Barrel Harbor – Songs of Illness and Bad Luck

“American” is often times these days not an adjective, sadly for myself as an American, which I use fondly. Nevertheless sometimes art seems to be able to transgress the boundaries of present-day politics and show us something beneath the veneer of things. Songs of Illness and Bad Luck by the outfit Barrel Harbor falls undeniably under the moniker of Americana.

However, one will be hard-pressed to find any dreamy-eyed patriotic sentimentalism here. As the singer and lyricist Bill Nehill dejectedly inflects;

“I was told that Americana is along these open roads, but I never knew that Americana could be somewhere so alone…”

In many ways it is this “so alone” that is painstakingly examined on this album. These are campfires songs for watching both the dreams of a nation, and the dreams of an individual, burn up into smoke.

Nehill is a literate writer in the tradition of Hank Williams, Leonard Cohen, Bob Dylan, or Nick Cave; however add to this a musical ferocity and urgency akin to the Swans, Joy Division, or even Black Flag, and you end up with something quite unique. Nehill’s talent is for creating characters that inevitably, due to the intensity and unpretentiousness of his delivery, seem to be autobiographical, then allowing us to watch them crash and burn along the pitiless highway of life.

The album commences with the almost unbearably fragile and plaintive ditch song; a haunting acoustic guitar with an unadorned, almost falsetto-like voice creates a mood as sadly beautiful as it is uneasy. This atmosphere is not again found on the album, which from here on in abandons itself to more overtly menacing song structures.

After “miracle motel”, a paean to the phenomenon of the hourly-rate American roadside motel, the album explodes into route 19. Far from the fragility of ditch song, route 19 is an angry tale that takes on an (anti) anthem-like quality about a life spent in (unsuccessful) rebellion. Here the rock-n-roll tradition of the rebel-hero is deconstructed with a cynical hand; the end message is; the authority one is acting out against no longer even acknowledges the individual. This de-construction of American country, folk, and rock themes continues throughout the album. Mr. Nehill takes familiar subject matter deconstructs it and then re-presents it in a way that imbues it with the power to make us see it, to feel it.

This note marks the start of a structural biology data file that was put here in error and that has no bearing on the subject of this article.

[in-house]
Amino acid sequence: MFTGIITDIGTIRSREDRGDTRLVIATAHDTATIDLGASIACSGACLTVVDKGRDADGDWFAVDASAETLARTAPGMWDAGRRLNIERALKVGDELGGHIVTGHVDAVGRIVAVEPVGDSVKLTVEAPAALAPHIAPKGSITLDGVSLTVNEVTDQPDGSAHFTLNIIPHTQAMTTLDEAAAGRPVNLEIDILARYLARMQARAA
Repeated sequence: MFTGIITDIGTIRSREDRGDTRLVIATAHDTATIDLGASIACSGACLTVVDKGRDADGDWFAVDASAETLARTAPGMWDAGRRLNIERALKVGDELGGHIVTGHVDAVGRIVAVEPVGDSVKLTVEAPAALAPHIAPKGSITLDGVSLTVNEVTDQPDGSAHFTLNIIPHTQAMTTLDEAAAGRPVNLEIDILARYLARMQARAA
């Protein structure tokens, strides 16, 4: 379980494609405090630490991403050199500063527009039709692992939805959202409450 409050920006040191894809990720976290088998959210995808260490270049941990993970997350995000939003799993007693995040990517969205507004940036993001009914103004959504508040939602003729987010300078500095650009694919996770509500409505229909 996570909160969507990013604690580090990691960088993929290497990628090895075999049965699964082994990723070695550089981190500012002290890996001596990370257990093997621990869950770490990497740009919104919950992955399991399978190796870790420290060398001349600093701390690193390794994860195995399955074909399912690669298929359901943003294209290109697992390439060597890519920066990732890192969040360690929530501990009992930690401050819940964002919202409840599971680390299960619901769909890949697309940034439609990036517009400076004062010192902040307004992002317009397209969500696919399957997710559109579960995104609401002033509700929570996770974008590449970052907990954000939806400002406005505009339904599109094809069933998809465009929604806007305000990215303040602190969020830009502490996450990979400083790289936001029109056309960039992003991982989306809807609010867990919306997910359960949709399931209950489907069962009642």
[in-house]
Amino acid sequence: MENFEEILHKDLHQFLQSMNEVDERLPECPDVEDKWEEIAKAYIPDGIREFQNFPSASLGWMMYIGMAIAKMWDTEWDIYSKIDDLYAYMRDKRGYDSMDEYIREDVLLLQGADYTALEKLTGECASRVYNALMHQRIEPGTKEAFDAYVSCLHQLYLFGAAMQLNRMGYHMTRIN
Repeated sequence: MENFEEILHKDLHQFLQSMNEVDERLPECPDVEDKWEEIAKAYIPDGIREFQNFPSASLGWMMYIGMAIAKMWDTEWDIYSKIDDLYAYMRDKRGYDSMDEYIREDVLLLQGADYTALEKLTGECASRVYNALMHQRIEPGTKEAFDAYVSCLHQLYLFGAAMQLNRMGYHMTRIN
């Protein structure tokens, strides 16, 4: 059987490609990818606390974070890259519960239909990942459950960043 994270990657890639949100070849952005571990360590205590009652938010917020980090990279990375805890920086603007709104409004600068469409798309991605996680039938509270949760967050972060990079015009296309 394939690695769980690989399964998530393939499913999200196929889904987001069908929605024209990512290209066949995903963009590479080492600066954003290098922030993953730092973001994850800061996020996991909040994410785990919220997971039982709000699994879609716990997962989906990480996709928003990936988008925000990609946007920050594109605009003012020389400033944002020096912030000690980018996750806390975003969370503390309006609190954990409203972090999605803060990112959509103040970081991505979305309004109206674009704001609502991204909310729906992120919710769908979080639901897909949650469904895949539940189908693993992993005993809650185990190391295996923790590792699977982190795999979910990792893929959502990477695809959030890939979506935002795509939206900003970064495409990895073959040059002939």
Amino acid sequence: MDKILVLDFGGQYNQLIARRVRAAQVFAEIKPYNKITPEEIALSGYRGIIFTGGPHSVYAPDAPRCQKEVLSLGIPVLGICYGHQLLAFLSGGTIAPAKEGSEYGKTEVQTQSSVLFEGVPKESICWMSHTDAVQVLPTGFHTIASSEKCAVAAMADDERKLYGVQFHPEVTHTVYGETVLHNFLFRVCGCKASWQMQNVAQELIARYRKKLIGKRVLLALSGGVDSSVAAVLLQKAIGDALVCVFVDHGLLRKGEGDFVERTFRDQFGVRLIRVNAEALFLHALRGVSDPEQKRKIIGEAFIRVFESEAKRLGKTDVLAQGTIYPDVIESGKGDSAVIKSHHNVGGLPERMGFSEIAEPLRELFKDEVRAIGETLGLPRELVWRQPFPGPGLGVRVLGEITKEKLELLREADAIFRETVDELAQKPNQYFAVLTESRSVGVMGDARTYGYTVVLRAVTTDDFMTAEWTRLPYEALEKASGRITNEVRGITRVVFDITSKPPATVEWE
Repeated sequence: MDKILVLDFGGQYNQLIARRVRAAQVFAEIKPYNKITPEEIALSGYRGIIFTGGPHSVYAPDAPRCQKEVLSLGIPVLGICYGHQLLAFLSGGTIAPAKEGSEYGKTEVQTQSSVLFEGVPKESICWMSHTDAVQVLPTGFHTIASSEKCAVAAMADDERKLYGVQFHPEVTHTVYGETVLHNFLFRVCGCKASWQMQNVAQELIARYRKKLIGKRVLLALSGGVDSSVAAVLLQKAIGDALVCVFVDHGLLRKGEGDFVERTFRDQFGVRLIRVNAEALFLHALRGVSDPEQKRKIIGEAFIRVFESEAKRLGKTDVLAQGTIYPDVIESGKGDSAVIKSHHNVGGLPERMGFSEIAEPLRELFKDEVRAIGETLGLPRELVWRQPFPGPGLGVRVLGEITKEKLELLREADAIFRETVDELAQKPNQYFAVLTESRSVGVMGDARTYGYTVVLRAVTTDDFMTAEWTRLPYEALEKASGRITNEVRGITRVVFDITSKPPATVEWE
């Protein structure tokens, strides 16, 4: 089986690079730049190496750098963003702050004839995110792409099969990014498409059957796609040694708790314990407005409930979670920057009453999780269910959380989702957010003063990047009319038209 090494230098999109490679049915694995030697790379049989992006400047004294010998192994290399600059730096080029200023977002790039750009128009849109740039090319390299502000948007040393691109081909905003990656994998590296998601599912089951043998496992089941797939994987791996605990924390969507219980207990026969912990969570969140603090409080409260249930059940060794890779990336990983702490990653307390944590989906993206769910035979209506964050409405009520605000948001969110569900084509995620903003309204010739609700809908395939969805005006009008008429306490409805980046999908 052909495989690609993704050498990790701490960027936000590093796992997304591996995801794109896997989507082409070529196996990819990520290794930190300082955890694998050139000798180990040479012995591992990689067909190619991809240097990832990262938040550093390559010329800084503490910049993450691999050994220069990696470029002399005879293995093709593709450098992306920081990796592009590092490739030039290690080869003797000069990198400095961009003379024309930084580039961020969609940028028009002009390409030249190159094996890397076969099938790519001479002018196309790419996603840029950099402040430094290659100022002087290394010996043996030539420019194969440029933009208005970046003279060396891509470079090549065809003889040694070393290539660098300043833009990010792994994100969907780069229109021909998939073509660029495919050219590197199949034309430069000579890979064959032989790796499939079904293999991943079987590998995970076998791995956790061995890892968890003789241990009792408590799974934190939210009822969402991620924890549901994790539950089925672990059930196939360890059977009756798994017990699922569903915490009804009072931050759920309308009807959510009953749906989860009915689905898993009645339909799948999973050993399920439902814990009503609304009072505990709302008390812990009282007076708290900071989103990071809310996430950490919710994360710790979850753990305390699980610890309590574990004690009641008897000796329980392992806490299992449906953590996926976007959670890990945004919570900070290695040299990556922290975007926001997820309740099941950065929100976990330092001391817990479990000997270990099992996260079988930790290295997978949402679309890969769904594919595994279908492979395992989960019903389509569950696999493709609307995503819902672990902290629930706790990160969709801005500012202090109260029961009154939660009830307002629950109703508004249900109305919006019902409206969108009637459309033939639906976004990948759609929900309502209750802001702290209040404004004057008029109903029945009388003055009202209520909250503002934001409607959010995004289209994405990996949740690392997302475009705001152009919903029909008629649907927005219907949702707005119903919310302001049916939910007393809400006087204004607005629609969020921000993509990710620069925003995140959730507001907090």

After route 19 collapses we are treated to a bleak ride through a lachrymose, and sometimes downright nihilistic journey of words and sound. The album progresses through no train for the broken believer, a bitter lament for the death of dreams collective, and individual, the outside world, a harsh misanthropic piece with spoken vocals full of disillusionment, a car full of girls were we are given Barrel Harbor at their most caustic; a pummeling death-knell to innocence.

Next the album returns to more introspective grounds with a wedding song, a giddily hateful account of a wedding from the perspective of one separated by the joining of others. The conclusion of the album is reached in the memorable torn down highway, a song that, despite its complete ambivalence to anything akin to “pop-sensibilities”, manages to stay in one’s ears for a longtime after listening. By the album’s ending in a cataclysmic wail, Barrel Harbor have taken the listener through a harrowing journey into the black-heart of modern disillusionment, as well as the timeless struggles of those on the outside of whatever particular inside there may be.

To make comparisons musically, I would venture to say that this album should appeal to fans of the Swans, the Willard Grant Conspiracy, Sixteen Horsepower, or anyone with an open mind who likes their music dark, honest, thought-provoking, un-danceable, and not prone to cause cavities.

artist: Barrel Harbor
details: cd released by the now defunct label Advent Blues.

It's available through mailorder at:
Bill Nehill
83 Tioga St
Buffalo, New York 14216